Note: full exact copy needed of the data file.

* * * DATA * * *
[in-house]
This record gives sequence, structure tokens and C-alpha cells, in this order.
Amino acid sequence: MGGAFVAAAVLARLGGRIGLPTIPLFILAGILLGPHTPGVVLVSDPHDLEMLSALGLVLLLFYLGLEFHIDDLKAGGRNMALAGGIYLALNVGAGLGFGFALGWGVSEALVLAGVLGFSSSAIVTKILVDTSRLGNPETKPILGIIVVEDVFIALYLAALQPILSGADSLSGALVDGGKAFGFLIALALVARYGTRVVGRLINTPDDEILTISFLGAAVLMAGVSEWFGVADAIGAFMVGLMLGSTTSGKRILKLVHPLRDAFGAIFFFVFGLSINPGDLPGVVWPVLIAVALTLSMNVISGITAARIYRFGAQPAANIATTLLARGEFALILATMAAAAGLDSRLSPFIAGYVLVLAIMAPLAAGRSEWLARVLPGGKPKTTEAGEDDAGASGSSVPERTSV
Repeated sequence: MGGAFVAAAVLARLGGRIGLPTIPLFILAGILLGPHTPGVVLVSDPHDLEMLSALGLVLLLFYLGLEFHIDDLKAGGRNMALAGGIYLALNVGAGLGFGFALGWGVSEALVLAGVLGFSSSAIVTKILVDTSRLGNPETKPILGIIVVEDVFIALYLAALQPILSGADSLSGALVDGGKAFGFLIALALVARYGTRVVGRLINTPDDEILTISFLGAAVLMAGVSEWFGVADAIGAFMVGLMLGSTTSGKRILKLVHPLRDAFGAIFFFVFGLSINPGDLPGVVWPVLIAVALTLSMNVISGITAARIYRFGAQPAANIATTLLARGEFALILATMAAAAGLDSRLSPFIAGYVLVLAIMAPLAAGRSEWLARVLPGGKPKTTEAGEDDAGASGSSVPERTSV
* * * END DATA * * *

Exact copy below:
[in-house]
This record gives sequence, structure tokens and C-alpha cells, in this order.
Amino acid sequence: MGGAFVAAAVLARLGGRIGLPTIPLFILAGILLGPHTPGVVLVSDPHDLEMLSALGLVLLLFYLGLEFHIDDLKAGGRNMALAGGIYLALNVGAGLGFGFALGWGVSEALVLAGVLGFSSSAIVTKILVDTSRLGNPETKPILGIIVVEDVFIALYLAALQPILSGADSLSGALVDGGKAFGFLIALALVARYGTRVVGRLINTPDDEILTISFLGAAVLMAGVSEWFGVADAIGAFMVGLMLGSTTSGKRILKLVHPLRDAFGAIFFFVFGLSINPGDLPGVVWPVLIAVALTLSMNVISGITAARIYRFGAQPAANIATTLLARGEFALILATMAAAAGLDSRLSPFIAGYVLVLAIMAPLAAGRSEWLARVLPGGKPKTTEAGEDDAGASGSSVPERTSV
Repeated sequence: MGGAFVAAAVLARLGGRIGLPTIPLFILAGILLGPHTPGVVLVSDPHDLEMLSALGLVLLLFYLGLEFHIDDLKAGGRNMALAGGIYLALNVGAGLGFGFALGWGVSEALVLAGVLGFSSSAIVTKILVDTSRLGNPETKPILGIIVVEDVFIALYLAALQPILSGADSLSGALVDGGKAFGFLIALALVARYGTRVVGRLINTPDDEILTISFLGAAVLMAGVSEWFGVADAIGAFMVGLMLGSTTSGKRILKLVHPLRDAFGAIFFFVFGLSINPGDLPGVVWPVLIAVALTLSMNVISGITAARIYRFGAQPAANIATTLLARGEFALILATMAAAAGLDSRLSPFIAGYVLVLAIMAPLAAGRSEWLARVLPGGKPKTTEAGEDDAGASGSSVPERTSV